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Keeping wine

Keeping wine


Wine is a living beverage. It will evolve over the time it spends in its bottle.

Outside factors are an important influence on how well a wine develops.

For your wines to release all their aromas, when you open them up and taste them, you must keep them with the greatest of care. Several parameters need to be taken into account to achieve optimal keeping conditions.


Depending on how long the wine is to be laid down, the place where it is to be kept and aged in bottles, deserves special care.

The ideal cellar is underground.

The temperature must be maintained between 12 and 14°C (53.5 and 57°F) to keep wines for a long time. A regular high level of humidity between 70 and 80% will protect the corks from drying out, but any higher and the corks and labels will be damaged. If there is any light, then it should be soft and shaded.


Achieving all these conditions is not that easy, so certain types of insulation, air conditioning and bottle racks can be easily found, which will help create the right environment to lay your wine down in.


Quick tip: clean out your cellar regularly and do not leave anything that has an odour or may ferment (cheeses, fruit, vegetables, etc.), because wines corks are very susceptible to smells and parasites.



Keeping wines in appartments

Store your wine in a dark, cool place where the temperature does not vary much. Lay the bottles horizontally. If you want to invest in a wine refrigerator, decide first how long you want to keep your wine: for a long time or for shorter periods. The wine coolers that keep wines for longer periods are more costly and require regular humidity, temperature and ventilation checks.

Advice from Bruno Dumery

Director of Maison du Vin de Saint‑Émilion

If you don’t have a proper wine cellar, don’t worry! Find a cool, dark place to keep your wine, where there are no smells. It will keep just fine up to temperatures of 20 or 21°C (68 or 70°F). You just need to keep an eye on how it evolves by tasting it more regularly, because at those temperatures, wine doesn’t spoil, but it changes and ages faster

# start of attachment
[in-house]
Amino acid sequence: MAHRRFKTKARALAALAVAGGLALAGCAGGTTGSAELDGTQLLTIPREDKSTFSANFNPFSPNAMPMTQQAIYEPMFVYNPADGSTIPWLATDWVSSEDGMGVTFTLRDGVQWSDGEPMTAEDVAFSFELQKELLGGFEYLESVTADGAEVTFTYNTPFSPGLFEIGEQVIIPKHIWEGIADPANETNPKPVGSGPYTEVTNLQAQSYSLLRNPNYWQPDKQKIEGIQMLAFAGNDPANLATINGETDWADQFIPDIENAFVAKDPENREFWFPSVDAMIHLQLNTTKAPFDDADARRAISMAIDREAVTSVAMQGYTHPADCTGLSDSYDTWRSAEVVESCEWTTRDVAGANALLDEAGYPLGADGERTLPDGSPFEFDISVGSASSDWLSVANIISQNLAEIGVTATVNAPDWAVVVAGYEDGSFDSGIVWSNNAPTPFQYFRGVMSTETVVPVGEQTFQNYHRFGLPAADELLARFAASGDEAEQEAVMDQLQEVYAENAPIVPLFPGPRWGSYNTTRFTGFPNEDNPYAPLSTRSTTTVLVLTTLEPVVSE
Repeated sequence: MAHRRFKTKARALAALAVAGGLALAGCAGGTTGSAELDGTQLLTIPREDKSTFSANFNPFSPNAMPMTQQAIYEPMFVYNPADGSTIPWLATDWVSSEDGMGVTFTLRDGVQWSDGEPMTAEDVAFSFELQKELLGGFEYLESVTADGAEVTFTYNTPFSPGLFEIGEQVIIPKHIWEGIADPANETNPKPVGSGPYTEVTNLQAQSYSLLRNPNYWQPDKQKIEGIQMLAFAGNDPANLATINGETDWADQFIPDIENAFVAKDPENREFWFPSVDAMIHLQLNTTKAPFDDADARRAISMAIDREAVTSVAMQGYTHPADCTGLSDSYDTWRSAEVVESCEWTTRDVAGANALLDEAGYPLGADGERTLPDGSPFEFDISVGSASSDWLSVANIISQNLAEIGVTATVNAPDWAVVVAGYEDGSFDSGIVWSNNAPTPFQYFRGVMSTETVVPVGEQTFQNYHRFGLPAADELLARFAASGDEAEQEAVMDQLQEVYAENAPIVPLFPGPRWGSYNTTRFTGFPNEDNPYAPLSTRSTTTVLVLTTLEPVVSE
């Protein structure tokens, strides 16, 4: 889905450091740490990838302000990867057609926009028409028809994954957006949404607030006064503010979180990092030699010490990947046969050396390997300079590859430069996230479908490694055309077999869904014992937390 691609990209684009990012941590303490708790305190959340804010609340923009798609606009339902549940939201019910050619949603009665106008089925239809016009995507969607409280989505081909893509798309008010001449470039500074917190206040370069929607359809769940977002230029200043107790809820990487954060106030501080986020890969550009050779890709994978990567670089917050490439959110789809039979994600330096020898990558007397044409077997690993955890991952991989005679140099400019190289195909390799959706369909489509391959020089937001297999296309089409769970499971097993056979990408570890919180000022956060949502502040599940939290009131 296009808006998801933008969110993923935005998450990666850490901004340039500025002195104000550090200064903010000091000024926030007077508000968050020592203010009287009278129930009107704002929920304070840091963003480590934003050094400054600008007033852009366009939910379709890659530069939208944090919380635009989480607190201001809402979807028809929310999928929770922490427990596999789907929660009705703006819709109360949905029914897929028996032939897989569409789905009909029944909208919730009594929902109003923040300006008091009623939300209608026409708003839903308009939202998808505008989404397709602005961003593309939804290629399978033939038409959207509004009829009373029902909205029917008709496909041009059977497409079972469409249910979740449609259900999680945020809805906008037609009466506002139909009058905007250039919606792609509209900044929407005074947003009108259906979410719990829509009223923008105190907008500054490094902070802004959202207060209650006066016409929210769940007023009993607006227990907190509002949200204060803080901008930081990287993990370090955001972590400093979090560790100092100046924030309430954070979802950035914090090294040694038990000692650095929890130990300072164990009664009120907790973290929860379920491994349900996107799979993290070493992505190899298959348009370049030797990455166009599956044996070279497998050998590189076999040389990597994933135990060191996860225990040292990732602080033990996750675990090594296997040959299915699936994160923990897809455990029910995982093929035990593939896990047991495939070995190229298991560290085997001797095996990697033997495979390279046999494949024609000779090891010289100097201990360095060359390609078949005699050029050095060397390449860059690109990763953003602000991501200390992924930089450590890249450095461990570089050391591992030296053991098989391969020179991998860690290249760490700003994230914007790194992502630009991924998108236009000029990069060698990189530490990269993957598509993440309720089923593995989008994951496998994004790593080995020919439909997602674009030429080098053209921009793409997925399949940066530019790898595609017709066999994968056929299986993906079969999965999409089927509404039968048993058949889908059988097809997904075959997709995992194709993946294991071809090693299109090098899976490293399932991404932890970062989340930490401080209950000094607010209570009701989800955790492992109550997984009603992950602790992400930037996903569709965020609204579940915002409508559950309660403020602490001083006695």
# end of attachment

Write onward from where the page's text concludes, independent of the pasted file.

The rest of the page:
Bruno Dumery


This is THE key factor. The lowest workable humidity level is thought to be around 70%. A cellar that is not humid enough will cause the corks to dry out letting air enter the bottle, which will oxidise the wine and damage it. If the temperature is too high in the cellar, this phenomenon will be worsened. A hygrometer is therefore indispensable in any cellar. Note that it is better to have a cellar that is too damp than one that is too dry.

Quick tip: if your cellar is too dry, put a large bowl of sand in it that you wet regularly. If it is too damp and you want to protect your labels, put plastic film around your bottles. Last thing: never keep your wines in cartons!


The higher the temperature in a cellar, the faster the wine evolves, which affects its ageing and thus its bouquet and its aroma.

Abrupt temperature changes will do a lot of harm, but a gentle regular increase in temperature, like in spring or summer, will cause no damage up to 18°C (64.5°F).

Quick tip: try to obtain diffuse, stable and gradual heat, ideally from 10 to 13°C (50 to 55°F) plus or minus 2 or 3°C (3 to 5°F), which will allow your wine to evolve and mature normally.


Light spoils aromas. This is why wines are kept in darkness.

Quick tip: get rid of neon and any bright light from your cellar and leave it dark, by using low intensity bulbs that release little heat.


The bigger the format, the better the wine keeps. The ideal size is the magnum, which keeps wines fresher than in ordinary 75-cl bottle. Half bottles oxidise faster.


This depends mainly on the wine’s structure and the conditions it is being kept in.
A wine will age faster in a cellar at 15°C (59°F) that is a little dry than in a dark, damp cellar at 12°C (53.6°F). But this is also a question of taste! Saint-Émilion wines are often laid down for 10, 15 or 20 years, even more.


Bottles must be kept horizontally, so that the cork remains in contact with the wine and does not dry out. The humidity of the cork also enables exchanges to take place with the outside air. Movement and vibrations should be avoided, because they can contribute to wine spoiling. So there is no point in rotating the bottles in your cellar, even if this prevents deposit building up in old wines on the inside of the bottle.

Quick tip: put rubber pads under wine storage units and racks to prevent vibration. Saint-Émilion wines do not like to be shaken about. If your wine has been moved, leave it lying down to recover for a few days before drinking it.


Moulds exert very detrimental effects on cork. To prevent this, set up a system to gently circulate the air or use a ventilator in the wine storage area.

Quick tip: the best way to see if air is circulating sufficiently is to smell your corks. If they smell bad, you need to move the air around more.


A bottle of wine must be drunk in the hours following its opening. This is even more true if the wine is old. It is considered that a young wine can be kept once opened for 36 hours. Any longer than this and it faces oxidation.
The best thing is to recork the wine with its original cork and put it in the fridge. The cold will slow down the oxidation process.
Be sure to bring your wine back to 18°C (64.5°F), before drinking it!


To keep your opened wine longer than 36 hours, you can use a wine saver, which will pump the air out of the bottle. Your wine will then remain drinkable for three days.

Keeping your wine by injecting the neutral gas nitrogen into the bottle, which forms a protective layer between the wine and the oxygen in the air, can preserve the qualities of your wine for up to three weeks at most.

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